In terms of the actual job search and application process, I would say LinkedIn job alerts were incredibly useful, and I even invested in LinkedIn premium for a few months to get insights into job postings. Also, reach out to alumni at the firms you are applying to. This is hands down the most helpful tip I received in my job search. Having someone internally refer you is crucial given the volume of applications companies receive – use LinkedIn to help with this, since they will show you the profiles of alumni at the company associated with a job posting. They don’t necessarily have to have the job title you’re interested in, but they can help connect you with recruiters and also give you insights into the company culture. 

Why did you decide to pursue this opportunity now? 

I'm currently finishing the fourth year of my Ph.D. And while I definitely did not originally plan to defend this fall (my program usually takes five to six years), no one could have anticipated the events of the past few months. 

Over the past year with all my projects going well (and luckily not drastically affected by COVID-19), I thought it might be possible to defend at the end of 2020. I decided to start applying to jobs in May since alumni I had spoken to said it often takes six months to get your first post-Ph.D. job, and with the downturn in the job market due to COVID-19, I wanted to give myself plenty of time. It so happened that I got an offer at one of the first jobs I applied to, and since it was a really good opportunity, I made a final push at the beginning of summer to finish writing my chapters. I submitted my dissertation to my committee a few weeks ago and recently received their approval to schedule my final public oral.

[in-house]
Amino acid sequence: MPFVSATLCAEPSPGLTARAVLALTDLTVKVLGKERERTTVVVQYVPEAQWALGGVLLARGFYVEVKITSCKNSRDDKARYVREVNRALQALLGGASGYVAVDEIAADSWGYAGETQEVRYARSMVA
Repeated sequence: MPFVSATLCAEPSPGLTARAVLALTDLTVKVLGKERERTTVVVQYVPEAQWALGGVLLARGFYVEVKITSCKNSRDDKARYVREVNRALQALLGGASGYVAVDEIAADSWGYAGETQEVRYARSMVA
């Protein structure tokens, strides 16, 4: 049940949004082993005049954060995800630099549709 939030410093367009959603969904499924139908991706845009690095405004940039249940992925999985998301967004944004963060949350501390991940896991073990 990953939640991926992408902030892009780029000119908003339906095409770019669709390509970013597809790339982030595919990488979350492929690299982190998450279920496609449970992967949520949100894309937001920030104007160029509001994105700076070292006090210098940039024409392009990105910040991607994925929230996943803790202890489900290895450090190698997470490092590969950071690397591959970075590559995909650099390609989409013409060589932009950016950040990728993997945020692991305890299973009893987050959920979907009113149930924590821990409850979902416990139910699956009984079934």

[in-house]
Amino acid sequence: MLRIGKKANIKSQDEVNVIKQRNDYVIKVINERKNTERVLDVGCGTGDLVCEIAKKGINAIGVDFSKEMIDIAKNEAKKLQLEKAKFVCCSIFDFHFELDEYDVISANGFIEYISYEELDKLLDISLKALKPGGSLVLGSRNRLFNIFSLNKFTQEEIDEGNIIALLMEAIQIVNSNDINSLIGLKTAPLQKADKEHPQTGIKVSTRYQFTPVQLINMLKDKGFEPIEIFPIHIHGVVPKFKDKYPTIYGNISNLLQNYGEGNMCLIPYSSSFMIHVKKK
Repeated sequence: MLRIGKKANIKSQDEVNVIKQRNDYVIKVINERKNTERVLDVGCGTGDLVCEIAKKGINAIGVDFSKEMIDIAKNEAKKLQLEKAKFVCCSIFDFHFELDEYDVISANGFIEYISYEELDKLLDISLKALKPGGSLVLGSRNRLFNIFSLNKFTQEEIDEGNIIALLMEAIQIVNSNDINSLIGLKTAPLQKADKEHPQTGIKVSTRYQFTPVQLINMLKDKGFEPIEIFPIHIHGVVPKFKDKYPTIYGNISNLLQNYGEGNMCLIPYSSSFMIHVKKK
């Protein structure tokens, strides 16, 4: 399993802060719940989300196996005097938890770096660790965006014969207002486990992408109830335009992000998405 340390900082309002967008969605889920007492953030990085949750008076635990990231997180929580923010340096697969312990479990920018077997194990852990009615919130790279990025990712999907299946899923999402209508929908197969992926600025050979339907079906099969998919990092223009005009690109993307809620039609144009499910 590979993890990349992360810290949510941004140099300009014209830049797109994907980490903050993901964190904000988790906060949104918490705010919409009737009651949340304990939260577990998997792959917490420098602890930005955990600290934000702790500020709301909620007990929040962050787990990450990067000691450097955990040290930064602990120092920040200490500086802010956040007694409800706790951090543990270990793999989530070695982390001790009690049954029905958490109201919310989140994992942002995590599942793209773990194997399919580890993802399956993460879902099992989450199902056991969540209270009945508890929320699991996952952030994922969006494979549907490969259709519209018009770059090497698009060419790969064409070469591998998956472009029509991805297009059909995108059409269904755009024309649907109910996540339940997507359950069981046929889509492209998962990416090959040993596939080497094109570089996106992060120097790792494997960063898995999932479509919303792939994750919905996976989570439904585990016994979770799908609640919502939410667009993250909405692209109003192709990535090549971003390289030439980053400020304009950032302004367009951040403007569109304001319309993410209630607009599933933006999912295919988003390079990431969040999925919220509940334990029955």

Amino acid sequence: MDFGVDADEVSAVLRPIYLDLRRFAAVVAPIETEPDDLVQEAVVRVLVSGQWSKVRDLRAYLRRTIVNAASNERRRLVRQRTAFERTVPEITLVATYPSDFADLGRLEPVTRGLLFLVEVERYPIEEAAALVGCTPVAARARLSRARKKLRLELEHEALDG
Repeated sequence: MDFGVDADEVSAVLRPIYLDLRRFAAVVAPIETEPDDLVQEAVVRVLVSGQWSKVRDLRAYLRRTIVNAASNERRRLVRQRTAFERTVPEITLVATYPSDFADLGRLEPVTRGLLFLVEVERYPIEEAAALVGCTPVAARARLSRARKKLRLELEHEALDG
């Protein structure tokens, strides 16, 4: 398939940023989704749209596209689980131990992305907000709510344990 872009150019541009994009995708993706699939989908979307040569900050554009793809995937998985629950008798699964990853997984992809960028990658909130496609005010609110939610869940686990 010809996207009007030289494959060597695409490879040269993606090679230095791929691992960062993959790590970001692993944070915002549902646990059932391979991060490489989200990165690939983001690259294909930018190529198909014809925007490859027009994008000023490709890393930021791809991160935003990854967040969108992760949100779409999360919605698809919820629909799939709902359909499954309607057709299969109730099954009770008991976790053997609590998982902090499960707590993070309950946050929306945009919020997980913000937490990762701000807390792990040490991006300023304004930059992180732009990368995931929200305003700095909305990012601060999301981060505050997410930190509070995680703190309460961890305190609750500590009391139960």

I definitely could not be defending this early without the support of my adviser, committee, and collaborators. It also helped that I had been writing up my chapters for publication along the way, so while I had some writing left to do this summer, it was mostly a lot of editing. 

How was the Center for Career Development helpful for you in your process?

First, I knew fairly early on in my Ph.D. that I did not want to continue along the academic career pathway, but I was not sure what my next step would entail. I started going to Center for Career Development events like Pathways with a Ph.D. in my first years here to see what other job possibilities there were. 

Second, I started meeting with the Center for Career Development graduate student adviser (Susanne, a previous team member) in my third and fourth years once I had begun to seriously consider data science as my next step. She encouraged me to do informational interviews, which in large part helped me get the role I will be starting. 

Lastly, during the actual application and interview process, I met with Gaeun Seo. She was provided crucial insight to help me craft a resume from my C.V. (since academic and industry jobs require very different versions of these). She also helped me prepare for my non-technical interviews and finally talked me through my job offer.